Peer to Peer: ILTA's Quarterly Magazine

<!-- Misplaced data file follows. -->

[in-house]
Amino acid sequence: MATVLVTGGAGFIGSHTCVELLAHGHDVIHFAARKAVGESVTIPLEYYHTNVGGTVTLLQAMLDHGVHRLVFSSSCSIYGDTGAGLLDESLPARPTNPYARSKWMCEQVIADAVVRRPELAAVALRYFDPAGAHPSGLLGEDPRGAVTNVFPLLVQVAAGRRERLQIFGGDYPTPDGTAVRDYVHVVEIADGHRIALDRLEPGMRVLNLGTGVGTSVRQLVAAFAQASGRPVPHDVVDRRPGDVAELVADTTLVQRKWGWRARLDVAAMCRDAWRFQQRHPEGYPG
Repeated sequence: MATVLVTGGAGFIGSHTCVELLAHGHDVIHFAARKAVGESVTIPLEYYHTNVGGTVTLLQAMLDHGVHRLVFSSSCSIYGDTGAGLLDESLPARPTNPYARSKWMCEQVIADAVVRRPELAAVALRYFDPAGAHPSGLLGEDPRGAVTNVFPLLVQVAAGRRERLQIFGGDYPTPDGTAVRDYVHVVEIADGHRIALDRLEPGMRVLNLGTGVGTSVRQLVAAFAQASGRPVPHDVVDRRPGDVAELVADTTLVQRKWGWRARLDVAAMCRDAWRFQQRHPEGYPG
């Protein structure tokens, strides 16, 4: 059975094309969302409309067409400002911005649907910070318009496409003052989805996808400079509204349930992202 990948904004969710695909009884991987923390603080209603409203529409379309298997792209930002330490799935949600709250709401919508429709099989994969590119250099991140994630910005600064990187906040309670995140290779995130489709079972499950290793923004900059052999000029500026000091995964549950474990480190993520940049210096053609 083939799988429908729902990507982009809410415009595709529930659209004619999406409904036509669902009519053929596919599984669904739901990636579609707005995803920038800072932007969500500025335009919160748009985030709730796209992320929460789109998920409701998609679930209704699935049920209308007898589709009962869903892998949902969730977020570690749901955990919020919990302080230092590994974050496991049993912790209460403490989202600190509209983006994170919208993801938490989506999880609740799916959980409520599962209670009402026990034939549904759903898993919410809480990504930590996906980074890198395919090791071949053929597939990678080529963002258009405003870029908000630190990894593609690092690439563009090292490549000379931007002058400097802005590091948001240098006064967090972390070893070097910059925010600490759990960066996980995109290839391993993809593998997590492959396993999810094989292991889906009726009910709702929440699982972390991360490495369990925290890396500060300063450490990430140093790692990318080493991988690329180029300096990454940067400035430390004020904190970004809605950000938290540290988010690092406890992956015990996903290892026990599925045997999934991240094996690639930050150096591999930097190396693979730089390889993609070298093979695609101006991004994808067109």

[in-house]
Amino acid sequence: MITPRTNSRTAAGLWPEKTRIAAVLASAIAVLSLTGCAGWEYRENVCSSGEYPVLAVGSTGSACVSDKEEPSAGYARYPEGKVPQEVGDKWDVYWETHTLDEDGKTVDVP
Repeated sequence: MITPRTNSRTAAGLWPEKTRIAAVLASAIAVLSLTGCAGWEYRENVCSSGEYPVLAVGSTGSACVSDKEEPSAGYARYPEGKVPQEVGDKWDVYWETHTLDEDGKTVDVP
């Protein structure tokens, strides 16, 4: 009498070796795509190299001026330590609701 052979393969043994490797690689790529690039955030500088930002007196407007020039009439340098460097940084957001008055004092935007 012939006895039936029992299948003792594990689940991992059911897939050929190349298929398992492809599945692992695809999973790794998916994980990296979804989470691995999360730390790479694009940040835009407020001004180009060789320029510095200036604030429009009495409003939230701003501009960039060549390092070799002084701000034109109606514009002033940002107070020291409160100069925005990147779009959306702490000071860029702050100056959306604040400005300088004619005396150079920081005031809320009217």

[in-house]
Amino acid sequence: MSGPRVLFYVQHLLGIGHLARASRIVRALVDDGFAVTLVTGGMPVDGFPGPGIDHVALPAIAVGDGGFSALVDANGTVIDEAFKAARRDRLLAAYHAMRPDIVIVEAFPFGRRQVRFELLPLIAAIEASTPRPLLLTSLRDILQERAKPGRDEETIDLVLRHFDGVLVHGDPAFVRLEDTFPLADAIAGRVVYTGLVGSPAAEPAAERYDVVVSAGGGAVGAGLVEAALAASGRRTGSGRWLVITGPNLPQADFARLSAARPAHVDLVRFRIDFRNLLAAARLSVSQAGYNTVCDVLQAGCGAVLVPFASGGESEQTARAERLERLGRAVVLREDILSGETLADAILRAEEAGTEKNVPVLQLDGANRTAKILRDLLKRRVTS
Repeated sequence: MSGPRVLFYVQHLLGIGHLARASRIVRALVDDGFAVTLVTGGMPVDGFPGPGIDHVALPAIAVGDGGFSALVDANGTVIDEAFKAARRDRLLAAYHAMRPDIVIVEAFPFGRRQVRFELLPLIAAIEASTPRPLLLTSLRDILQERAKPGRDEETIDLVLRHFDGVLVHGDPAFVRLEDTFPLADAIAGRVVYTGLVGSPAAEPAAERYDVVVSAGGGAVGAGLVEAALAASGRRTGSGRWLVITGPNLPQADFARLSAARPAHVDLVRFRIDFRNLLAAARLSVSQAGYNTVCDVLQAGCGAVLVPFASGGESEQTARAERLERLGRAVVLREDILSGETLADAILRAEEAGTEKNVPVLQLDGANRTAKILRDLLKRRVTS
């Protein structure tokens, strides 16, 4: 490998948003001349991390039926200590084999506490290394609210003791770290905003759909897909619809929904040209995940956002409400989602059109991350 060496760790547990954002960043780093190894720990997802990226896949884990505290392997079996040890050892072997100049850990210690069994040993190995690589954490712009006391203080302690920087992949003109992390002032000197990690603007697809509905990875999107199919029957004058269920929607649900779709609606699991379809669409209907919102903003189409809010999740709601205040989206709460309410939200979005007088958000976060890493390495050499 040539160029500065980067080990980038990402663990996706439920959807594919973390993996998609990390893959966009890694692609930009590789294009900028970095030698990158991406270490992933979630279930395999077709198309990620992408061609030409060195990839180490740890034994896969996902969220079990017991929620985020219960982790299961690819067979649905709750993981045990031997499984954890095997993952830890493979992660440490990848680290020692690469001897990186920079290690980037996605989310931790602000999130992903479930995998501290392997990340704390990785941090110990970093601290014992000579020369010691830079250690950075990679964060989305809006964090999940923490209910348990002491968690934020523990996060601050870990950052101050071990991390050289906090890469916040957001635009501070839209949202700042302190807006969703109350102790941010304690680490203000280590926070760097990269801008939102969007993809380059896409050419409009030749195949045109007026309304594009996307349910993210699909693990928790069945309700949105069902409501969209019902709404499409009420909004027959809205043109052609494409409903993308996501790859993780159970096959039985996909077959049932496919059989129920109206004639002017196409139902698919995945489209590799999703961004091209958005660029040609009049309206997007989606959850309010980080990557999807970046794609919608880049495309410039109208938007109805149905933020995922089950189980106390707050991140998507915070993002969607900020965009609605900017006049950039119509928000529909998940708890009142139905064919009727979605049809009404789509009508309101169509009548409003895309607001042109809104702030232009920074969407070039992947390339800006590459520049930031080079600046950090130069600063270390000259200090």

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75 I L T A N E T . O R G training towards the type of work that associate is working on currently. This enables a firm to provide the right training on the right projects at the right time in an associate's career. One of the most important implications of using Tableau to visualize firm data is supporting the firm's commitment to the advancement of diverse lawyers. Unconscious biases have real and lasting implications related to efforts to hire, mentor and promote individuals from diverse backgrounds. The insidious nature of unconscious bias is such that we don't always even realize how it impacts us. Take for example the bias we all have towards events that happened recently versus those that happened some time ago. This is a well-documented phenomenon known as recency bias. You see this play out in law firms all the time. Ask any associate during a mid-year review about the work they have done and they will focus their attention on the matters they have worked on most recently. It is what comes to mind first and therefore takes on greater importance to him or her. This plays out when you ask lawyers to define the type of work their practice encompasses. They are more likely to place an emphasis on the types of matters they were recently working on, and assign them more weight when recalling the amount of time they spent. Emotions, from satisfaction with your team members on a project, to annoyance or frustration with a client can lead to you remembering incorrectly the frequency or duration you worked on a matter. Your emotions and your distance from an event can affect your memory; you may think you worked with Ted down the hall every day on a complex de-SPAC, when in reality it was only a handful of times. The same phenomenon can occur in other contexts; you may think you assigned a female colleague to the same number of renewable energy projects as you assigned her male counterparts, but you may be assigning a greater weight to your female colleague's work because she frequently talked to you about a matter she was staffed on. Tableau and experience management platforms allow you to take emotions and subjective memories out of play and instead rely on data to determine if diverse lawyers are receiving the right opportunities to further their career, including equal opportunities for being staffed on matters that will help provide them with the fundamental experiences and training for success. We are collecting more data than ever, and our ability to harness this information to the benefit of the firm and our clients are endless. The information we collect can be used for more purposes than previously imagined. Data Visualization tools, like Tableau, have enabled us to understand our data in ways we never previously explored. These tools allow our firms to take those insights and develop them into patterns and processes to construct action plans for the future. We should continue to reflect on the data we have, and how we can leverage that data to improve our internal processes, client relationships, and overall job satisfaction. It is the role of the modern Knowledge Management department to help our organizations harness the collective knowledge of our firm and to use the data we have to make meaningful measurable change. Technology such as Foundation and Tableau is making our jobs even more impactful. ILTA Lauren May is the Lead Lawyer for Transactional Knowledge Management at Sidley Austin. In her current role in the organization, she oversees all transactional knowledge management lawyers and specializes in expanding collective knowledge for the tax, employee benefits, and executive compensation groups. Rachel Shields Williams is the Director, Knowledge Management Technology at Sidley Austin. In her current role in the organization, she focuses on delivering innovative solutions that impact business development and improve firm efficiency while taking into account people, processes, and change management.

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